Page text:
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Poachers kill 300 Zimbabwe elephants with cyanide Poachers killed the elephants over the past three months by lacing waterholes and salt licks with cyanide. Animals are drawn to them during the dry season in the already arid and remote south-eastern section of the 5,660-square mile park. After the elephants died, often collapsing just a few yards from the source, lions, hyenas and vultures which fed on their carcasses were also struck down, as were other animals such as kudu and buffalo that shared the same waterholes.

Federal Judge Prevents Mississippi From Shutting Down Its Last Abortion Clinic By Tara Culp-Ressler "Federal Judge Prevents Mississippi From Shutting Down Its Last Abortion Clinic" The Jackson Women’s Health Organization, the last remaining abortion clinic in the entire state of Mississippi, has been fighting to stay open for more than a year — ever since Republican lawmakers enacted burdensome regulations solely intended to force the clinic to close its doors.

Africa: Rich Presidents of Poor Nations - Capital Flight From Resource-Rich Countries in Africa (Page 1 of 7) Photo: Daniel Hayduck/IRIN Bye Bye money: Africa loses billions that could be used for development. Recently some African presidents have featured in media headlines not for their heroic accomplishments as leaders but for robbing their nations and siphoning their ill-gotten gains to safe havens. Gray whale dies bringing us a message — with stomach full of plastic trash Image Credit: Geograph / Richard Humphrey By: Brian, Live Free Live Natural. July 29, 2013, a sperm whale was stranded on Tershelling, a northern island in the Netherlands. Ohio Republicans Want To Ban Sex Ed Classes From Talking About 'Gateway Sexual Activity' By Tara Culp-Ressler "Ohio Republicans Want To Ban Sex Ed Classes From Talking About ‘Gateway Sexual Activity’" During a debate over Ohio’s budget on Tuesday afternoon, Republicans in the House tacked on an amendment that would prohibit health classes in public schools from including any instruction on “gateway sexual activity,” which encompasses all sexual contact. The budget bill relies on the same definition of “sexual contact” that also appears in the state’s criminal code: “any touching of an erogenous zone of another, including without limitation the thigh, genitals, buttock, pubic region, or, if the person is a female, a breast.”

Hardtalk - Ozwald Boateng: Why entrepreneurs are back in Africa Ozwald Boateng, the British fashion designer of Ghanaian descent, says the financial crisis has made many African entrepreneurs who came to Europe during the good times, think about returning home. He told HARDtalk's Zeinab Badawi there were many economic challenges ahead for Africa but there were potential good returns for business. You can watch this programme on BBC World at 0430, 0930, 1530, 2130 on Monday 7 January and at 0430 GMT on Monday 7 January and 0030 GMT on Tuesday 8 January 2013. Off Grid Living The term “off grid“, or “off the grid” has multiple meanings, and many people have different opinions as to what off grid truly means. The reason for this is simple. Everyone lives their lives differently. I’d like to point out the obvious before we start clouding the issue with definitions, meanings, interpretations, and more debatable opinions. Before we attempt to define what “off grid” is, we should clarify what “the grid” is, then we can attempt to define what it means to get “off” of the grid.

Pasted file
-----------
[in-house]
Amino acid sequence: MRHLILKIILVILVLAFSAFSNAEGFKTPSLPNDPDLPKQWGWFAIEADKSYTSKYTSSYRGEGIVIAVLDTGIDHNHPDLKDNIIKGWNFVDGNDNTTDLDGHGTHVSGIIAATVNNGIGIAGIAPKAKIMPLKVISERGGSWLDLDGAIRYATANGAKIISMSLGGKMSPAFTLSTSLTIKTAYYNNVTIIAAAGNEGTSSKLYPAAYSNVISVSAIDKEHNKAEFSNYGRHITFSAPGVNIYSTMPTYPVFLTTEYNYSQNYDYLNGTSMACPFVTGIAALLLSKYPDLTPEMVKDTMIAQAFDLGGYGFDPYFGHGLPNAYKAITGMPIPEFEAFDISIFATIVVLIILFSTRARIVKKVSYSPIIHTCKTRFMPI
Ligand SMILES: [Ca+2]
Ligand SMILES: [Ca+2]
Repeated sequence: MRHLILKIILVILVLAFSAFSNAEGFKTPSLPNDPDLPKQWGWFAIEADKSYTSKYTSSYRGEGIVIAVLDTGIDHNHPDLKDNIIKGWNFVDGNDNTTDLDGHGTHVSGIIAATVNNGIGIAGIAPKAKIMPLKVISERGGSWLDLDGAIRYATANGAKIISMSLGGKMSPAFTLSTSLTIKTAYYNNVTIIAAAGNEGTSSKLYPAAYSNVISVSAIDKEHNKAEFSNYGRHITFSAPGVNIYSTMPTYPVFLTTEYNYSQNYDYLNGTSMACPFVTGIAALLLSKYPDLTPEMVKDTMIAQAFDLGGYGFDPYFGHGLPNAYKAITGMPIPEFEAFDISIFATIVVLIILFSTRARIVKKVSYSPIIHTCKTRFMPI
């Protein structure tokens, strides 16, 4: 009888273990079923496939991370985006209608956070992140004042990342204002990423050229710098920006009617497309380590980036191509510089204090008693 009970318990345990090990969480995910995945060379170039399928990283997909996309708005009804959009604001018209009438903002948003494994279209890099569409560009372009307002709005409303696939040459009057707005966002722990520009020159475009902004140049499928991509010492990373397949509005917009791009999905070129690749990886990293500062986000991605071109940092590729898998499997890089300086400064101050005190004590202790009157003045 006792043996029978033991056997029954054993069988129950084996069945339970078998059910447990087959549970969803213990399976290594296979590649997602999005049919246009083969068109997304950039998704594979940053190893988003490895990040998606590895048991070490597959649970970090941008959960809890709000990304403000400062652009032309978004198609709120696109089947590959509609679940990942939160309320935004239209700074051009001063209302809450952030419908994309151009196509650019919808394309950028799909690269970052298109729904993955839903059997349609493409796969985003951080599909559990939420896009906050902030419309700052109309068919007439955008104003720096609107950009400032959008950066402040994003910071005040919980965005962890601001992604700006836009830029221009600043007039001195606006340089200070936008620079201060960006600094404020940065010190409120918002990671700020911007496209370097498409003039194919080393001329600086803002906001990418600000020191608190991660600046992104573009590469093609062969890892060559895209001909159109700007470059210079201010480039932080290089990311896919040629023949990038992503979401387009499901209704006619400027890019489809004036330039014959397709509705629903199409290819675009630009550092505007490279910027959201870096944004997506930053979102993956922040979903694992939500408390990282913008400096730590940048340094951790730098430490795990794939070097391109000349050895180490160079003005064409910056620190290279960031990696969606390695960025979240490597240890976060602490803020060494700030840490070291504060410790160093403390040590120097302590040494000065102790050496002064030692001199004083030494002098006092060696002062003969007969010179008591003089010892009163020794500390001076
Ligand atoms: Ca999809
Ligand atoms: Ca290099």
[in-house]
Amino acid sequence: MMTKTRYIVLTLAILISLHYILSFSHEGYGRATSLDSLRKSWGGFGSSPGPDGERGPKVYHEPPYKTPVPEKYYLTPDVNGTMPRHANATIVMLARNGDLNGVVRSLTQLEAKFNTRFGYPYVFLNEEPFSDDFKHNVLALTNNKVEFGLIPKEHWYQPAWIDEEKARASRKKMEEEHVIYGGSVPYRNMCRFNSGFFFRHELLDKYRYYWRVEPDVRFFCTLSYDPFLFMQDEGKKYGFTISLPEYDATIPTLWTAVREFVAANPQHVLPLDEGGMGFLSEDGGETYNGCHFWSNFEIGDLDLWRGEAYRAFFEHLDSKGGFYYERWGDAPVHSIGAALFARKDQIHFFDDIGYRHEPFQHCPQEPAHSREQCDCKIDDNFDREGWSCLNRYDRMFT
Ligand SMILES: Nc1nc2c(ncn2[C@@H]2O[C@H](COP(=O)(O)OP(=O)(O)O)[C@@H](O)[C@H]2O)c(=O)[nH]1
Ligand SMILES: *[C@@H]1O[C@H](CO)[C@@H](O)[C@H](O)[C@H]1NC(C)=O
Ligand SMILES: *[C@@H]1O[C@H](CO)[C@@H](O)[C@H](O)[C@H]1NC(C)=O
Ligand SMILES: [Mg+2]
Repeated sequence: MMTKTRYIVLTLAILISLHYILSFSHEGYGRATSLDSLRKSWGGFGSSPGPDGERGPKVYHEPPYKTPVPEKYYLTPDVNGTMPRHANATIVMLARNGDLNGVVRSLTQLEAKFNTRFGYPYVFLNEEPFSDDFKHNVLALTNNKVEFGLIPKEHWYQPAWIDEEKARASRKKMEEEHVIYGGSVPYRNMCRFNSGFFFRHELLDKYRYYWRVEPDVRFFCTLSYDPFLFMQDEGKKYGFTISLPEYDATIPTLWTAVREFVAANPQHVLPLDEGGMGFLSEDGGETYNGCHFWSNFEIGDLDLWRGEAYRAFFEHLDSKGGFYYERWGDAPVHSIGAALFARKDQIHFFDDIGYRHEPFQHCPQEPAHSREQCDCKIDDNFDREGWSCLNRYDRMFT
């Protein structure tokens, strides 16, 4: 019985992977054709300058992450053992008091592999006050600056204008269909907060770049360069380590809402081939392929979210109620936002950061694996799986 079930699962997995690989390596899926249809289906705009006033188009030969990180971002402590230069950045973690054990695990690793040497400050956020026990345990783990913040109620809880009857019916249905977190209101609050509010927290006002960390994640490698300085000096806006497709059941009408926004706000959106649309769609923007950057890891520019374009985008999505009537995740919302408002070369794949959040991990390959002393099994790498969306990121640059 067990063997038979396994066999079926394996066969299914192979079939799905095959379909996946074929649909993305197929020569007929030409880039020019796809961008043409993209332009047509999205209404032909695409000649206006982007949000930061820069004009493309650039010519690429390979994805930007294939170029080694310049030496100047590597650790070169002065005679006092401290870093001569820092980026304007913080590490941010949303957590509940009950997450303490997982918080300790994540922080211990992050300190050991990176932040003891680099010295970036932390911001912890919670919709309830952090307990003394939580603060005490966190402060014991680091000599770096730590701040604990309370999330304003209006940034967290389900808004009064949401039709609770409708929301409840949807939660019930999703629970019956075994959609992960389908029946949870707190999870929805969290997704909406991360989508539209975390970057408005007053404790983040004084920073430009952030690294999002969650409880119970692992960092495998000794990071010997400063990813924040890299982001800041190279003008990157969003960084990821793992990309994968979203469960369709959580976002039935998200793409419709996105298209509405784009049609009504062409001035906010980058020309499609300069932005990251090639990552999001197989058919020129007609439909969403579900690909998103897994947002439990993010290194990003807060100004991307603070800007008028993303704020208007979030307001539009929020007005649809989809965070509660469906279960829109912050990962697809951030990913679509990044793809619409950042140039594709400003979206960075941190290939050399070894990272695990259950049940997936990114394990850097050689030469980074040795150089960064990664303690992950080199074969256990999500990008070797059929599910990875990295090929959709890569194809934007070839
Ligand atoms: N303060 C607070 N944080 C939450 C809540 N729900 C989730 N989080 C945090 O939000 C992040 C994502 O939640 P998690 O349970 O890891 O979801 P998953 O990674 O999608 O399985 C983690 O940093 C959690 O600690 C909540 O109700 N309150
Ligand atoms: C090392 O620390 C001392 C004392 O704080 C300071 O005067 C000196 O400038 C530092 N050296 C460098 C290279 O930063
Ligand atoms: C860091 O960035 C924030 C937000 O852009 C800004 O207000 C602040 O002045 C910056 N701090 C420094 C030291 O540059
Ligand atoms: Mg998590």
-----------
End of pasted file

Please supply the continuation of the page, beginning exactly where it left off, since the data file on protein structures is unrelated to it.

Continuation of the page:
France: politicians and banks put on the spot Filed under - Politics and government It often takes a full-blown scandal to spur politicians to act on concrete measures to fight corruption. In France last week, it was disclosed that Jérôme Cahuzac, the former Minister of Budget, had hidden money in an undisclosed offshore account. French President François Hollande, who had made cleaning up politics a centrepiece of his election campaign, responded by going on the offensive.

Africa’s rise pays out dividends for democracy JOHANNESBURG (Reuters) - Africa is rising not only on the growth charts of economists. The continent that was a byword for poverty, chaos and bloodshed only a few decades ago, providing a media feast of famines and wars, is slowly but steadily notching up gains on the democracy scorecard too. Last month's generally peaceful Kenyan presidential election - and the Supreme Court process that confirmed Uhuru Kenyatta's narrow win - confounded pundits' predictions that East Africa's biggest economy would tumble back into the same inter-tribal violence which bloodied a 2007 vote. The Kenyan ballot, following a line of hotly-contested but broadly smooth elections last year in Senegal, Sierra Leone and Ghana, has bolstered what many see as a spreading embrace of multi-party democracy in Africa.

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